You can have the best schools in the world plunked in the middle of every inner city neighborhood in America, and you’ll still see a lag. Why? Because until education is embraced by the parents of these kids as their ticket out of poverty and until they enforce the completion of homework and creating an environment in which education is valued, it won’t matter. That’s why the children of other minority populations fare better–because, culturally, education is a high priority, even if those families are also living at the poverty level. Bill Cosby said as much years ago and caught a lot of flack for it, but he’s right. http://www.eightcitiesmap.com/transcript_bc.htm

      In response to another comment. See in context »
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    About Me

    I'm a journalist living in Chicago writing about poverty and public housing. I don't come from the streets - I grew up on a farm. But I'm passionate about urban issues and getting to know people who are completely different from me. I'm quirky, funny and friendly.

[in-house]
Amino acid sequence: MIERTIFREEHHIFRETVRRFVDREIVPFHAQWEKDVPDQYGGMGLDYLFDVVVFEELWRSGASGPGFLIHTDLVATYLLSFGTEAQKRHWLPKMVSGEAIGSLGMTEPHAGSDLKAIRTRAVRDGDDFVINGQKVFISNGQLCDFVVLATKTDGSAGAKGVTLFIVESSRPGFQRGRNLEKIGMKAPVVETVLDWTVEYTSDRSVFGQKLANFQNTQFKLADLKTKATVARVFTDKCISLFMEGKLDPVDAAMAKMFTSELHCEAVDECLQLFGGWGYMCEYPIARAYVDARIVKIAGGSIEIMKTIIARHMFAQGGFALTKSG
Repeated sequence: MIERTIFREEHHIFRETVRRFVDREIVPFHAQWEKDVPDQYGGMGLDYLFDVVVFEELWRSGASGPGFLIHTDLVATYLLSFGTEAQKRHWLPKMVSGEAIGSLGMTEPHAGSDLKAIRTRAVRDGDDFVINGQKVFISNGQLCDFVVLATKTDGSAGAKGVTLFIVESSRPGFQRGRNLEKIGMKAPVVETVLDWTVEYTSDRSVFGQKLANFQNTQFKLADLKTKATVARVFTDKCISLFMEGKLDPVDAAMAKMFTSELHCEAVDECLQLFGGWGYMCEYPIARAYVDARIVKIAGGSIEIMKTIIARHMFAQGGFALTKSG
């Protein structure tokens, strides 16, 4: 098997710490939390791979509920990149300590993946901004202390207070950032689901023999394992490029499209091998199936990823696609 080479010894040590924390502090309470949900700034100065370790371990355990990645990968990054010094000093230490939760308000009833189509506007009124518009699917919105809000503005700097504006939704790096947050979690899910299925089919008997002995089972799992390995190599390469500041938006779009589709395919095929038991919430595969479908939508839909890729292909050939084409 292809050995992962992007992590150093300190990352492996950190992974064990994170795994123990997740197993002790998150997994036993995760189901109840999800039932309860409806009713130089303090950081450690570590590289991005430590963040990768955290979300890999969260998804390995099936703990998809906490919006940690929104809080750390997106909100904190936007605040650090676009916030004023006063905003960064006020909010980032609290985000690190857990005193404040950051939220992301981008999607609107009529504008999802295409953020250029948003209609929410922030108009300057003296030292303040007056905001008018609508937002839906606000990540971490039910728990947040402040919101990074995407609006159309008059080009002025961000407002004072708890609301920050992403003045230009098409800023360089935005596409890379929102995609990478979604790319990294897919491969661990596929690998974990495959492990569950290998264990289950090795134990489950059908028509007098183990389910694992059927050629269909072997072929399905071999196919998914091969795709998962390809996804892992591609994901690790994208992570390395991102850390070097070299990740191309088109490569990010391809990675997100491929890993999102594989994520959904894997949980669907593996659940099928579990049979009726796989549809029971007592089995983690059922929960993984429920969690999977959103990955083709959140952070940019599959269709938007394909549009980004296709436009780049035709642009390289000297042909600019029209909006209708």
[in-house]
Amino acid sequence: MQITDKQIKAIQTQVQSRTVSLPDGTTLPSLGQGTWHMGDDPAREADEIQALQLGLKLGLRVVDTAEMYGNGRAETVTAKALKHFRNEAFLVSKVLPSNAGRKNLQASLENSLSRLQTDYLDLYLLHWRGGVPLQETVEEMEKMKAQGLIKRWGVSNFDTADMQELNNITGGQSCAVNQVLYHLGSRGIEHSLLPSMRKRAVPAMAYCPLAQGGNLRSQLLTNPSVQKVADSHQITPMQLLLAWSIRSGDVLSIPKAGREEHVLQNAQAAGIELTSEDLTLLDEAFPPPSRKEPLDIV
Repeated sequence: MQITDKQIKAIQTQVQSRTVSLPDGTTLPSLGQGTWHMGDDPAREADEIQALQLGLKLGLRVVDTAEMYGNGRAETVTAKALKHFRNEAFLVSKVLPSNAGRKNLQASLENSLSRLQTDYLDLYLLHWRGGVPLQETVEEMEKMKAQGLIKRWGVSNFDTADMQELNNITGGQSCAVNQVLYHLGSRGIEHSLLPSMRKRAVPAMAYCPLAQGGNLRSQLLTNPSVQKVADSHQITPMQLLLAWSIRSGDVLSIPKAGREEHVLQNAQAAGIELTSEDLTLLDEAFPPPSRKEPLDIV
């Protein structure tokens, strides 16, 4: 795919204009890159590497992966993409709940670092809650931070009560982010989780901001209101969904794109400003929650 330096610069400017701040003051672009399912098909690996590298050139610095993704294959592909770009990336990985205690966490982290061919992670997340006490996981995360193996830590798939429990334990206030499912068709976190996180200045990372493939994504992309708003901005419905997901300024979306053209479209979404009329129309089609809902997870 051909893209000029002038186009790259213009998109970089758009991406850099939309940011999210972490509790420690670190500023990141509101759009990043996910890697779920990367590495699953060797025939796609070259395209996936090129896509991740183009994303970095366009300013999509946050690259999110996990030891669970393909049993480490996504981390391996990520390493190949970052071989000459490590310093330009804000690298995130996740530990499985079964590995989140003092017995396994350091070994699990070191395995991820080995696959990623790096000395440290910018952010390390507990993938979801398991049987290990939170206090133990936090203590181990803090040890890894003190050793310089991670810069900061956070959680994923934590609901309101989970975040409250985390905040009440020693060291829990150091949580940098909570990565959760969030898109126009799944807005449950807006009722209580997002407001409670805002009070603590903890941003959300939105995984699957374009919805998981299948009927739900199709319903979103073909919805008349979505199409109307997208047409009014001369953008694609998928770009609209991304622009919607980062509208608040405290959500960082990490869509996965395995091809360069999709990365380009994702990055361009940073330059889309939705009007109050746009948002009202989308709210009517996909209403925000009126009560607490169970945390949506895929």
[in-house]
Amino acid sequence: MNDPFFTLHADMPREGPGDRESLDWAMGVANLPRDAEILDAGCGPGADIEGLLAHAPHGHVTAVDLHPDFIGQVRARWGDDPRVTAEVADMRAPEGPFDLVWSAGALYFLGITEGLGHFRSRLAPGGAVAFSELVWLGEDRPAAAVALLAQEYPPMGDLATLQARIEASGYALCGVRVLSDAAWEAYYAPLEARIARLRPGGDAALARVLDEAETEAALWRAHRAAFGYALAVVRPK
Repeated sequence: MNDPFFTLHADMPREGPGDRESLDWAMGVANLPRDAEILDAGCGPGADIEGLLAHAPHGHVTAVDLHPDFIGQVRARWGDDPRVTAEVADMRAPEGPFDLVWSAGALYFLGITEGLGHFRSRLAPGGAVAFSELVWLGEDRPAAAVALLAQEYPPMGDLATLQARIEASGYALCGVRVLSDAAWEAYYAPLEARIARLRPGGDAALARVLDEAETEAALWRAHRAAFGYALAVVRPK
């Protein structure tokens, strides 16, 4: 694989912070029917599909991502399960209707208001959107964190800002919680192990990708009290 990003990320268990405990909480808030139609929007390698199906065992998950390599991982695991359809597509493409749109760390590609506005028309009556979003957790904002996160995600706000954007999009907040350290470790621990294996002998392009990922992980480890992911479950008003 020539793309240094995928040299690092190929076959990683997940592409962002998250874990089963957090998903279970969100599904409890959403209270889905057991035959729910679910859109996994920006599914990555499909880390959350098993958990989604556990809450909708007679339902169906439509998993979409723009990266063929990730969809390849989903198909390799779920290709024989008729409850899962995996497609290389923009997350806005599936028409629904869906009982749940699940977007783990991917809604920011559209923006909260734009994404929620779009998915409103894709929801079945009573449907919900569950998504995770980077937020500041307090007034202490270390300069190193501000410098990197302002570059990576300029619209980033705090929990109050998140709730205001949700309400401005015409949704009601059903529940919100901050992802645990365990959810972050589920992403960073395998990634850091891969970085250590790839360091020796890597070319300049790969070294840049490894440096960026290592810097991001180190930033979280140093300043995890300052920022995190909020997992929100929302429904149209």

I have this idea about journalism - that it should be approachable and less "newsy." I want my stories to make you laugh, cry and draw you in to neighborhoods and situations you don't deal with every day. I hate the broadcaster voice. I hate TV news. I hate the inverted pyramid. I love surprise. I love humor. I love people and telling their stories.

    In addition to being a journalist, I also teach dance for the Chicago Public Schools. I don't just do it for the money. I love children and love arts education. I'm also on the board of a new nonprofit dedicated to helping the underserved find jobs called Employing Hope. I write fiction, keep house, and am generally a renaissance woman.